• My Lords, I think the Government are doing the right thing with this organisation and the House will be grateful to the noble Baroness for having set out in some detail why action is necessary. I have just one question. The noble Baroness rightly said that if an organisation of this kind is proscribed it is possible to seize its funds, but I take it that any organisation that knows it is going to be proscribed would takes its funds out of the jurisdiction, or otherwise distribute them so as to put them beyond reach. Has it been possible in this case, and would it normally be the Government’s practice, to freeze these funds in some way before the announcement of the proscription?

  • I thank the noble Baroness for her explanation of the purpose of the order. The order was, as I understand it, agreed by the Commons yesterday and we hope that it will be agreed in your Lordships’ House this afternoon. We welcome and support the order. As the noble Baroness said, it amends Schedule 2 to the Terrorism Act 2000 by adding the neo-Nazi National Action to the list of proscribed organisations concerned in terrorism. The Minister also set out the provisions of the relevant parts of the 2000 Act, as well as the relevant part of the 2006 Act, which amended Section 3 of the 2000 Act. I do not intend to repeat those provisions.

  • As has already been said, National Action is a racist, neo-Nazi group. It was established some three years ago and is virulently racist, anti-Semitic and homophobic. Its online propaganda material, which it puts out through social media, frequently features extreme violent imagery and language. It condones and glorifies those who have used extreme violence for political or ideological ends. As the Minister said, this has included tweets posted by the group in 2016 in connection with the murder of Jo Cox MP, which the prosecutor described as a terrorist act.

    I would like to ask just two questions, although I want to make it clear that we welcome and support the order. First, how easy or otherwise will it be for this organisation to get round the order? Can it do that simply by renaming itself or setting up another organisation, which may not be all that difficult? Is it more complicated for an organisation in this position to get around the order which we hope will be made this evening? Secondly, are there any other right-wing organisations—I stress, without naming them—of similar views, means of operation and objectives to National Action in the sights of the Government for adding at some future stage to the list of proscribed organisations?

  • My Lords, I too thank the Minister for her careful explanation. I will not oppose the order, but this is a moment for reminding ourselves of the distinction between distasteful and, in a non-technical sense, offensive speech and the promotion of terrorism and other actions which are the criteria for proscription. In that connection, I would like to remind myself and the House of the importance of freedom of speech.

    The Minister described some of the activities of National Action. I have read of its advocacy that, when it assumes power, those who promote liberal values, tolerance and multiculturalism will be “in the chambers”. She referred to photographs taken in what had been gas chambers. It has used the phrase “Hitler was right”; it is quite clear what it means by “the chambers”. When one of its members was jailed for a series of anti-Semitic tweets against the Member for Liverpool Wavertree, National Action led a campaign to have him freed. It clearly supports violence to achieve its political goals and has gone well beyond the bounds of free speech, into advocating violence and engaging in acts to “compel, coerce or undermine” the Government, which is engaging in terrorism.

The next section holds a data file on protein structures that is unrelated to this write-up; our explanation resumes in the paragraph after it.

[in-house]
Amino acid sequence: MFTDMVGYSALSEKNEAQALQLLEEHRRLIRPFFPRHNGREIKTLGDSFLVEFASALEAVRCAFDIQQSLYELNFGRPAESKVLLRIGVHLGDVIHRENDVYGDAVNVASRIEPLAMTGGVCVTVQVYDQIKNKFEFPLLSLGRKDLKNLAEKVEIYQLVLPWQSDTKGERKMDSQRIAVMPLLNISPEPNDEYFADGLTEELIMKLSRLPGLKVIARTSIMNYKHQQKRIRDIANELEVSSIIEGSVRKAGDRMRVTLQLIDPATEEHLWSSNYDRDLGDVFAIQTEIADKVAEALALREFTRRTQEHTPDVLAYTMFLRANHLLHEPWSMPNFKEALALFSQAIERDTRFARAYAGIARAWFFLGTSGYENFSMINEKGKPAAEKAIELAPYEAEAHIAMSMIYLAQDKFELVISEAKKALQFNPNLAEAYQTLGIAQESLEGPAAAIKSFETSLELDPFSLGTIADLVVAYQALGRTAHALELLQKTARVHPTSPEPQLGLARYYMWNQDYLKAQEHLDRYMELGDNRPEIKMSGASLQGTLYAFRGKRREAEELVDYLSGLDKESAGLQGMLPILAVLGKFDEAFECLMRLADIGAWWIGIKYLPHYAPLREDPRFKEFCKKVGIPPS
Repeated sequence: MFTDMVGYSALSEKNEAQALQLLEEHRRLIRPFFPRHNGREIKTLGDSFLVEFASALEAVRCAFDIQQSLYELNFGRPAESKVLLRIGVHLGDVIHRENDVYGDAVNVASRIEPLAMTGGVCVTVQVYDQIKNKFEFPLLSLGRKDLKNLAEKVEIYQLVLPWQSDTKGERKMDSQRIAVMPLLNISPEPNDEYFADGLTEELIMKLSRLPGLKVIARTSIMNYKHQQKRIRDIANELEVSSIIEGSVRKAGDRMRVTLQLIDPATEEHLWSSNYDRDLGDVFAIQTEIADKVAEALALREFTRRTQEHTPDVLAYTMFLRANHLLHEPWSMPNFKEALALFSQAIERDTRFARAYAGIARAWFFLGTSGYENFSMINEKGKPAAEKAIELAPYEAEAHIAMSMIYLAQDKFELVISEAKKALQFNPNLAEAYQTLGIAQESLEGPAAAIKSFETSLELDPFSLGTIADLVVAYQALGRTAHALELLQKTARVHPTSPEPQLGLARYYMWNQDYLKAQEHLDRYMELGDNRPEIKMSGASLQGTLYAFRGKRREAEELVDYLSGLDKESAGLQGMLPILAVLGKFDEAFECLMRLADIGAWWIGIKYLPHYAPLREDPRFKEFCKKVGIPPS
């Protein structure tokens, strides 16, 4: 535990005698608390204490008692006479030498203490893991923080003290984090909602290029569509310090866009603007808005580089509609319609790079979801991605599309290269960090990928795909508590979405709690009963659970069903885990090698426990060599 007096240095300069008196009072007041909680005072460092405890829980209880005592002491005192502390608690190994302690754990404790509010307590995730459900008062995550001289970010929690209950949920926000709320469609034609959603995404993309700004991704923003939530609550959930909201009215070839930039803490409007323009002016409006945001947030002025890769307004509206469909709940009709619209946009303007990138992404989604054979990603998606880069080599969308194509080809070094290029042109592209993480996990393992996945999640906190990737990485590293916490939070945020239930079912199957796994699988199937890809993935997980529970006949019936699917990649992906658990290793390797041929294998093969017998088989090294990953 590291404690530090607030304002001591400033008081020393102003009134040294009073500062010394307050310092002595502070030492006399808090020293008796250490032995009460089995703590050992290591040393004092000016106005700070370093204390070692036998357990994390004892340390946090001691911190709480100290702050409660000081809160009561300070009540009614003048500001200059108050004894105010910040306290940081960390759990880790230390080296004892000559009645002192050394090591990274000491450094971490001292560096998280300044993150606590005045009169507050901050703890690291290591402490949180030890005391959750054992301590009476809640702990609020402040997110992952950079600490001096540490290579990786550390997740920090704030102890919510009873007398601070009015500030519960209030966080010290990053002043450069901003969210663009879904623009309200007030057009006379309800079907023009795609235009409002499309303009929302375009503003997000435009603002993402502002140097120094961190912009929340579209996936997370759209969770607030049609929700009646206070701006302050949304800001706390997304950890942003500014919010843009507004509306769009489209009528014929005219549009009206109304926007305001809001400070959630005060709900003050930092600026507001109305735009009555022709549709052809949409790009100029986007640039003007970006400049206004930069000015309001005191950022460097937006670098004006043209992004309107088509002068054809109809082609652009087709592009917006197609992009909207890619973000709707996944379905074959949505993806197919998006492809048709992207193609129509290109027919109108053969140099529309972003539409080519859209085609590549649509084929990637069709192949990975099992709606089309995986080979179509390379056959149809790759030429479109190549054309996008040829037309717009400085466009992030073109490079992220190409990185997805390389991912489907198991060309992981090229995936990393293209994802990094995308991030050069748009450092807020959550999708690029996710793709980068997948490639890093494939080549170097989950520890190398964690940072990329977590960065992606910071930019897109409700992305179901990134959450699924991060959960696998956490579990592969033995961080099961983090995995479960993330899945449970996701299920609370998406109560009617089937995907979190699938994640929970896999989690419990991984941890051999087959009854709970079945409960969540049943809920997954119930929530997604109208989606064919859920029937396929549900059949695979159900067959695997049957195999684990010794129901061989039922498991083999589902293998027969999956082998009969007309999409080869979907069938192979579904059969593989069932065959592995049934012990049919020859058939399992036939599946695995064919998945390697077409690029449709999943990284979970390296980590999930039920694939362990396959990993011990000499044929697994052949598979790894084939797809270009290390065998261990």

However, that is a stronger definition of terrorism than in the current legislation. This definition was first advocated by my noble friend Lord Carlile of Berriew in 2008, when he was the Independent Reviewer of Terrorism Legislation. It was supported by David Anderson, the current reviewer, in 2014. National Action clearly falls within both the legal and recommended definitions of a terrorist organisation, but I wonder whether the Minister has anything in her brief about these recommendations. David Anderson also recommended that proscription should be for a limited period and subject to renewal. I would be grateful if the Minister could say whether this order is time-limited or in some way subject to review.

    As the Minister said, this is the first order against a right-wing organisation that advocates terrorism. I understand—I think these figures are from the National Police Chiefs’ Council—that the number of far-right referrals to the Prevent programme increased from 323 in 2014-15 to 561 the following year, which must be the most recent year for which we have figures. Does the Minister have any comments on that?

    These Benches support freedom of speech and this proscription, and it has occurred to me, listening to this debate, that an organisation such as this infringes the right of free speech for the rest of us.

  • I thank noble Lords for their constructive comments. The noble Lord, Lord Davies, asked about the freezing of funds. As I outlined in my speech, it is entirely possible and we freeze assets, but we do not comment on whether individuals are being considered for an asset freeze. If that were the case, it would be an operational issue for the police and the Treasury.

    On how easy it is to get round the order if an organisation is renamed or a new organisation is set up, if organisations change their name, they remain proscribed. We can, of course, also lay a name change order to clarify that they remain proscribed. We most certainly keep extreme right-wing groups under review, as we would with any other type of proscribed organisation, but we do not routinely comment on whether an organisation is under consideration. I hope that answers noble Lords’ questions. I thank noble Lords for their comments.

  • Motion agreed.